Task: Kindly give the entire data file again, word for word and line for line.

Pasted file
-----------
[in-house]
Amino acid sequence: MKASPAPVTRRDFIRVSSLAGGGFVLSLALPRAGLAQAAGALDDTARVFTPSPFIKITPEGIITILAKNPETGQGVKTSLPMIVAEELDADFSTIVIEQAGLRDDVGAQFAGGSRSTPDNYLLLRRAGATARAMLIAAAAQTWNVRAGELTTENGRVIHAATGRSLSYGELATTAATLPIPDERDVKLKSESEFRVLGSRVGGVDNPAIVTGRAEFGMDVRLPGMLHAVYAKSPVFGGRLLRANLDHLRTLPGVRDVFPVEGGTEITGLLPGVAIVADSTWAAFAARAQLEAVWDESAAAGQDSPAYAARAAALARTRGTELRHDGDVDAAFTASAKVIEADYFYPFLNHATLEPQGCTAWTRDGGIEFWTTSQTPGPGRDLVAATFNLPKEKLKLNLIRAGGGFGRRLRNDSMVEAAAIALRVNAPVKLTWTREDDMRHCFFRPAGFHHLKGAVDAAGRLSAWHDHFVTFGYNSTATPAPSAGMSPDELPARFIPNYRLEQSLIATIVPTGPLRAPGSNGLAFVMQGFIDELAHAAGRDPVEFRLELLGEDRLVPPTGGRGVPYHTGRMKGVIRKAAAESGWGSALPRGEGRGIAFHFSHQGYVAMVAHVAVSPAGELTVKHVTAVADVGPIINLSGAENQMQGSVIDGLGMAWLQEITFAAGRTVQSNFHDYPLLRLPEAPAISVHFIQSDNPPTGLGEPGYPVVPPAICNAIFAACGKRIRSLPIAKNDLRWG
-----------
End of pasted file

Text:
[in-house]
Amino acid sequence: MKASPAPVTRRDFIRVSSLAGGGFVLSLALPRAGLAQAAGALDDTARVFTPSPFIKITPEGIITILAKNPETGQGVKTSLPMIVAEELDADFSTIVIEQAGLRDDVGAQFAGGSRSTPDNYLLLRRAGATARAMLIAAAAQTWNVRAGELTTENGRVIHAATGRSLSYGELATTAATLPIPDERDVKLKSESEFRVLGSRVGGVDNPAIVTGRAEFGMDVRLPGMLHAVYAKSPVFGGRLLRANLDHLRTLPGVRDVFPVEGGTEITGLLPGVAIVADSTWAAFAARAQLEAVWDESAAAGQDSPAYAARAAALARTRGTELRHDGDVDAAFTASAKVIEADYFYPFLNHATLEPQGCTAWTRDGGIEFWTTSQTPGPGRDLVAATFNLPKEKLKLNLIRAGGGFGRRLRNDSMVEAAAIALRVNAPVKLTWTREDDMRHCFFRPAGFHHLKGAVDAAGRLSAWHDHFVTFGYNSTATPAPSAGMSPDELPARFIPNYRLEQSLIATIVPTGPLRAPGSNGLAFVMQGFIDELAHAAGRDPVEFRLELLGEDRLVPPTGGRGVPYHTGRMKGVIRKAAAESGWGSALPRGEGRGIAFHFSHQGYVAMVAHVAVSPAGELTVKHVTAVADVGPIINLSGAENQMQGSVIDGLGMAWLQEITFAAGRTVQSNFHDYPLLRLPEAPAISVHFIQSDNPPTGLGEPGYPVVPPAICNAIFAACGKRIRSLPIAKNDLRWG